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Crop Advice & Expertise

Midlands: Focus on blackgrass and oilseed rape disease in October

In the Midlands, Matt Garnett advises growers to focus on oilseed rape disease and maximising grassweed control in winter wheat during October.

At a glance

This month's key messages

  • Monitor oilseed rape crops for peach potato aphids and use an insecticide where colonisation occurs
  • Utilise OSR disease monitoring tools and apply a prothioconazole-based fungicide to control phoma and light leaf spot where there is risk
  • Exercise patience and drill wheat as late as possible where blackgrass is present
  • Apply pre-emergence herbicides as soon after drilling as possible and plan a residual top-up where possible

Crop progress

Across the region, oilseed rape has been drilled. Where flea beetle has been an issue, growers are waiting to see if some crops will survive before investing in inputs. Early August drilled crops are like cabbages moving into October, but some of the late-drilled crops are still very small.

Many growers cultivating ground destined for cereals, moving soil to stimulate further flushes of blackgrass now there is adequate soil moisture. Late September has also seen cereal drilling start on ground less effected by grassweeds, with both winter barley and winter wheat going in.

 

Matt’s agronomy tips for October

  1. Keep an eye on OSR disease levels

Looking ahead into October, disease levels need to be monitored in oilseed rape crops. Using the Bayer and ADAS Spot Check service will give a good idea of disease risk, along varietal resistance scores, walking crops and using risk forecasts provided by Rothamsted.

Later-drilled crops with small plants or those held back by flea beetle are a worry if infected with early phoma, as the pathogen can quickly move from the leaf into the stem and cause damaging stem cankers later in the season. Light leaf spot is also a concern, as it comes into the crop early and can be present during the autumn without expressing symptoms.

Growers should plan for two applications of fungicide, as there is a benefit, but often a farm’s workload will dictate that only one is applied. In these situations, it is recommended that one hit of a prothioconazole-based fungicide is used, as it is effective against both phoma and light leaf spot.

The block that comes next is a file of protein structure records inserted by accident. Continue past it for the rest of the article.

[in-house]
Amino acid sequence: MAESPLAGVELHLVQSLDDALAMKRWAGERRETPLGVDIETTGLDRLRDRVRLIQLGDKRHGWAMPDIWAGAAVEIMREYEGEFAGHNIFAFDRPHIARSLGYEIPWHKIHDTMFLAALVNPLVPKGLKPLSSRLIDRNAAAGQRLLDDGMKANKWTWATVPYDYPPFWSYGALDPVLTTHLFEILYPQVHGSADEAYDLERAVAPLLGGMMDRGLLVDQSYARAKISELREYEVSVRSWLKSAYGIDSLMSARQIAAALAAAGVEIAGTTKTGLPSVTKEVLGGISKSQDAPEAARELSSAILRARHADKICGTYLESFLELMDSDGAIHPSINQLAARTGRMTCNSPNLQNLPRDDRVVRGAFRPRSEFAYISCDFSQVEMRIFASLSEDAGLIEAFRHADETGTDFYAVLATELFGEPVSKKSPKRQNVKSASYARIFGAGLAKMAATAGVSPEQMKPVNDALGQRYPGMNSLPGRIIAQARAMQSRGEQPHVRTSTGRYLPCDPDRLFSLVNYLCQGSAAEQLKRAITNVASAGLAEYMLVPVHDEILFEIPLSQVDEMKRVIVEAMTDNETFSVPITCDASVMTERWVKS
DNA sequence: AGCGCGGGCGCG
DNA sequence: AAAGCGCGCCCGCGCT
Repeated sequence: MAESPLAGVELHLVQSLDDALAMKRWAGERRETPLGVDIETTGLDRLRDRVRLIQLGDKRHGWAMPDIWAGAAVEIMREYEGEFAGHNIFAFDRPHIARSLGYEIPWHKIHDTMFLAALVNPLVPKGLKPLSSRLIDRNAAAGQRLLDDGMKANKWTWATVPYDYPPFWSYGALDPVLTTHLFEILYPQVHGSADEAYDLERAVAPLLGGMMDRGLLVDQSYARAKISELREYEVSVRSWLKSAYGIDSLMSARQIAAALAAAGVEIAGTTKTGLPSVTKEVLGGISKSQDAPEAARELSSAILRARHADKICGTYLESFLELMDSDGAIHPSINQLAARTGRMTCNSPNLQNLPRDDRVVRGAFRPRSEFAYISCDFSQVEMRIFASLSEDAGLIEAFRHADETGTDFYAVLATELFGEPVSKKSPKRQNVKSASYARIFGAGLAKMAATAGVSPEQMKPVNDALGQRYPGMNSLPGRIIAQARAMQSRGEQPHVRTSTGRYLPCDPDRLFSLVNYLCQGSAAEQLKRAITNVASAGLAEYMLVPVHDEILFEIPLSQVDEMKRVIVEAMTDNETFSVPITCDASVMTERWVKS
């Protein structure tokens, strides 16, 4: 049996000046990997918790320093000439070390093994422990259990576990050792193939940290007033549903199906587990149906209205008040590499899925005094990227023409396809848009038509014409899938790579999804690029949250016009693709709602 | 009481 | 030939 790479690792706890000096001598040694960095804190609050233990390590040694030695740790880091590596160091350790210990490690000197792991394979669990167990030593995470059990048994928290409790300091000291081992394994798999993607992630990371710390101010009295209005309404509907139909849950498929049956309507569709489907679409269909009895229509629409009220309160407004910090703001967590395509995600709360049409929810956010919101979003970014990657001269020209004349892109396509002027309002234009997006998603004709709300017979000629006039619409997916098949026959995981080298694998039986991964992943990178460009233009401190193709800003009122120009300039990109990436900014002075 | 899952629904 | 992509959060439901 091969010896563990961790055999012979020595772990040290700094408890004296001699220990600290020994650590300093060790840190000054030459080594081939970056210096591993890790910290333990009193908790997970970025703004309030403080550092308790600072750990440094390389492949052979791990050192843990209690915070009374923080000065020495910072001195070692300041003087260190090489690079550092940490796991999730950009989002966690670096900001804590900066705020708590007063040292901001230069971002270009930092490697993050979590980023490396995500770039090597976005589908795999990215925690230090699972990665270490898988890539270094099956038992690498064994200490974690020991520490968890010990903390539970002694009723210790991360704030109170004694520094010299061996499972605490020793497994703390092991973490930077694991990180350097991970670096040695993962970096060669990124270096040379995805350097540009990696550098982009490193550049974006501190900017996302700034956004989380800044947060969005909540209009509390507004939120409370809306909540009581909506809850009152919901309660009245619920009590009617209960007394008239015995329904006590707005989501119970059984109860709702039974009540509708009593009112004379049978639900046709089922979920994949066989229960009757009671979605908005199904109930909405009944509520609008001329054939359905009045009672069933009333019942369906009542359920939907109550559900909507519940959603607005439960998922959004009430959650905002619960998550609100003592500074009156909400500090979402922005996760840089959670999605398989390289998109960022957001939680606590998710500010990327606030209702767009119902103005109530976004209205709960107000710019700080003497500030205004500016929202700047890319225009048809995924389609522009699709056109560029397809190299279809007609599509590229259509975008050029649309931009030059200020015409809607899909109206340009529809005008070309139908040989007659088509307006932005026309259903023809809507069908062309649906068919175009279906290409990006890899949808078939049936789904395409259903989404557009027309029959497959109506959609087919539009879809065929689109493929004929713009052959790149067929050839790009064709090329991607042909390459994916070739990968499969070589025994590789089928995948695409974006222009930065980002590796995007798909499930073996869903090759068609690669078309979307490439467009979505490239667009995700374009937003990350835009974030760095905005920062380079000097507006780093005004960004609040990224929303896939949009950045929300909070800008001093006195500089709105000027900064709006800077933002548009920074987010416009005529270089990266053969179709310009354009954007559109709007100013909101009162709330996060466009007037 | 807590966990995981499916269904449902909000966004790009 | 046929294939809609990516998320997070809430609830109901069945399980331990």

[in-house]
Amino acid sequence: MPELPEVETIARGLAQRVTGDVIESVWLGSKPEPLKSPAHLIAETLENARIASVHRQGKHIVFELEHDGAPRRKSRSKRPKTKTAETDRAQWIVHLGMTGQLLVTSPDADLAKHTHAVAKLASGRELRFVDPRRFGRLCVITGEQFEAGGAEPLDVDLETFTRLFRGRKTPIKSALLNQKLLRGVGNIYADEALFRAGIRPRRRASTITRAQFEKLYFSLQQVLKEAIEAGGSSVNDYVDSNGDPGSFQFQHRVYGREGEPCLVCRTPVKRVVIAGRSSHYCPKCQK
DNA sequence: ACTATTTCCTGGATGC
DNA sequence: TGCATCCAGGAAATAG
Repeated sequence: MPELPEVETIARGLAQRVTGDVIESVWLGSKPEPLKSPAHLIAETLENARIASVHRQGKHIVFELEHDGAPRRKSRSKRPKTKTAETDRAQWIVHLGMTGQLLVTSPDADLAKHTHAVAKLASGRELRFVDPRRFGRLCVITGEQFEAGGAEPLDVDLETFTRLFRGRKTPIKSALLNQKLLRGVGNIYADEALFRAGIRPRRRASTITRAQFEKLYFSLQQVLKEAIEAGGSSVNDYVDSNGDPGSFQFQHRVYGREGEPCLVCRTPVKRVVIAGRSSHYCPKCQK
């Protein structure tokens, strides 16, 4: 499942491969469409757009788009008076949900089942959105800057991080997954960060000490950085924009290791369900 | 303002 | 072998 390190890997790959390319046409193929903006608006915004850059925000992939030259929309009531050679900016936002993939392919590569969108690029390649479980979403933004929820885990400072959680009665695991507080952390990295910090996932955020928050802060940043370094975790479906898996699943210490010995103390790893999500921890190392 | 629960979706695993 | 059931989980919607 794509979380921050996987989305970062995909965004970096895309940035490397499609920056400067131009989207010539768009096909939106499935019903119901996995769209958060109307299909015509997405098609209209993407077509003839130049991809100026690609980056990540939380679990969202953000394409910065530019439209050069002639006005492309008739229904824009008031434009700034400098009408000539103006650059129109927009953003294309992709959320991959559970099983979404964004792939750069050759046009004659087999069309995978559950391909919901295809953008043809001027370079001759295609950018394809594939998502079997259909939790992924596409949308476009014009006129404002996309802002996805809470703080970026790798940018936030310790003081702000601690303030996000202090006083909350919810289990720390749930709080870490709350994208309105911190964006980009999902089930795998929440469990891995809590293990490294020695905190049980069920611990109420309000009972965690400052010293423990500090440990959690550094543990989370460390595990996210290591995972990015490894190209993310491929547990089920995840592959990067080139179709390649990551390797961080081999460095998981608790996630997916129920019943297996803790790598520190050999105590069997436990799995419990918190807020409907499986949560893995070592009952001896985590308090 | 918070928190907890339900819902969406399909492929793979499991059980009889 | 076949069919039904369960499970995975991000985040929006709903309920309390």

1. Keep virus-carrying aphids out of OSR

From early October, it is worth keeping an eye on peach potato aphids, which can carry and infect crops with turnip yellows virus (TuYV). There were high levels of infection last year and it does have an impact on yield, particularly when infection occurs early. Where aphids are moving into crops and colonising plants, an application of Biscaya (thiacloprid) will help control the pest, giving rapid knockdown of aphids present and about two weeks’ further protection.

 

  1. Hold off drilling wheat across the worst blackgrass-infested land

On land with the worst blackgrass populations, or if the land is dry, it is important to delay drilling for as long as possible in October and if possible, into early November. This will allow time for blackgrass to germinate and be sprayed off with Roundup (glyphosate) ahead of drilling. It will also increase the chances of adequate moisture being present for pre-emergence herbicides to work effectively.

 

  1. Apply pre-emergence herbicides soon after drilling

To get the best out of pre-emergence herbicides, it is advised to apply as soon after drilling as possible and ideally, within 24-48 hours. If this isn’t practical on your farm, ensure that it is within 5-7 days at the very latest.

Herbicide stacks should be based on 0.6L/ha of Liberator (flufenacet + diflufenican) at pre-emergence and where possible, come back about six weeks later with a top-up of 0.3L/ha to top up flufenacet levels. This will maintain residual activity and help control any weeds that arise due to a staggered germination.

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